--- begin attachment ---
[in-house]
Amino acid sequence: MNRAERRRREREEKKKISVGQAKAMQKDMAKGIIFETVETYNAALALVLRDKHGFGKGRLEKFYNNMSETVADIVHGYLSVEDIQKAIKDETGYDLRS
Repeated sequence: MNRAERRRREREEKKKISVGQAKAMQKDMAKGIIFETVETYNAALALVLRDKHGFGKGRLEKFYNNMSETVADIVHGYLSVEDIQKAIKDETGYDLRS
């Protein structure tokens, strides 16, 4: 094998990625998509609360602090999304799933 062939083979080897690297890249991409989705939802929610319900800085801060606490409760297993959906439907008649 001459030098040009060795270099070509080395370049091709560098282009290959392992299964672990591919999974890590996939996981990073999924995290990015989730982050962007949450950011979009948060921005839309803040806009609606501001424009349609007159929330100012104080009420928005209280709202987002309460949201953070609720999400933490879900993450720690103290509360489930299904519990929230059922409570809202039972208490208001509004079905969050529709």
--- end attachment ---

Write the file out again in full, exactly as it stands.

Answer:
[in-house]
Amino acid sequence: MNRAERRRREREEKKKISVGQAKAMQKDMAKGIIFETVETYNAALALVLRDKHGFGKGRLEKFYNNMSETVADIVHGYLSVEDIQKAIKDETGYDLRS
Repeated sequence: MNRAERRRREREEKKKISVGQAKAMQKDMAKGIIFETVETYNAALALVLRDKHGFGKGRLEKFYNNMSETVADIVHGYLSVEDIQKAIKDETGYDLRS
């Protein structure tokens, strides 16, 4: 094998990625998509609360602090999304799933 062939083979080897690297890249991409989705939802929610319900800085801060606490409760297993959906439907008649 001459030098040009060795270099070509080395370049091709560098282009290959392992299964672990591919999974890590996939996981990073999924995290990015989730982050962007949450950011979009948060921005839309803040806009609606501001424009349609007159929330100012104080009420928005209280709202987002309460949201953070609720999400933490879900993450720690103290509360489930299904519990929230059922409570809202039972208490208001509004079905969050529709």